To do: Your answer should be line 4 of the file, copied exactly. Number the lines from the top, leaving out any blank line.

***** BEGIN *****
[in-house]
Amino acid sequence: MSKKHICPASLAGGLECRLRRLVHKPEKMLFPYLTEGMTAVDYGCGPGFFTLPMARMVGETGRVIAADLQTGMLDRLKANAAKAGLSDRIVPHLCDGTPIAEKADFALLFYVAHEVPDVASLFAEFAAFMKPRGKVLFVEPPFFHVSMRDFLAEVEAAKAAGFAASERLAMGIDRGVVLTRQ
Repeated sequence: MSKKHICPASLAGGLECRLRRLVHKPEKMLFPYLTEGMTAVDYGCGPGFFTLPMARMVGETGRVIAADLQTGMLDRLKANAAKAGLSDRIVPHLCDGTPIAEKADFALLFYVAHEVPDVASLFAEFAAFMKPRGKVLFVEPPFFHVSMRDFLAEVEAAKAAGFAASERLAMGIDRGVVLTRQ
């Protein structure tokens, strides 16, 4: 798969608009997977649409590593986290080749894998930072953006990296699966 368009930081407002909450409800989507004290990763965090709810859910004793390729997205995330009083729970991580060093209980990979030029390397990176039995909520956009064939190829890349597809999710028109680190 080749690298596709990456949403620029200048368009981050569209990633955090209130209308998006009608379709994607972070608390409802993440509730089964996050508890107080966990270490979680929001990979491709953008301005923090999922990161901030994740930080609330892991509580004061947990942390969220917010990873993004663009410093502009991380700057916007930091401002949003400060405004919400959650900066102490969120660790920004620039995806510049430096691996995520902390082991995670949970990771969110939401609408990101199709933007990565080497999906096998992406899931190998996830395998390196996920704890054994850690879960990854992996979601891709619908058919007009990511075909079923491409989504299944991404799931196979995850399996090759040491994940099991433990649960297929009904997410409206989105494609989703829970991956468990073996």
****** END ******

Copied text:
């Protein structure tokens, strides 16, 4: 798969608009997977649409590593986290080749894998930072953006990296699966 368009930081407002909450409800989507004290990763965090709810859910004793390729997205995330009083729970991580060093209980990979030029390397990176039995909520956009064939190829890349597809999710028109680190 080749690298596709990456949403620029200048368009981050569209990633955090209130209308998006009608379709994607972070608390409802993440509730089964996050508890107080966990270490979680929001990979491709953008301005923090999922990161901030994740930080609330892991509580004061947990942390969220917010990873993004663009410093502009991380700057916007930091401002949003400060405004919400959650900066102490969120660790920004620039995806510049430096691996995520902390082991995670949970990771969110939401609408990101199709933007990565080497999906096998992406899931190998996830395998390196996920704890054994850690879960990854992996979601891709619908058919007009990511075909079923491409989504299944991404799931196979995850399996090759040491994940099991433990649960297929009904997410409206989105494609989703829970991956468990073996």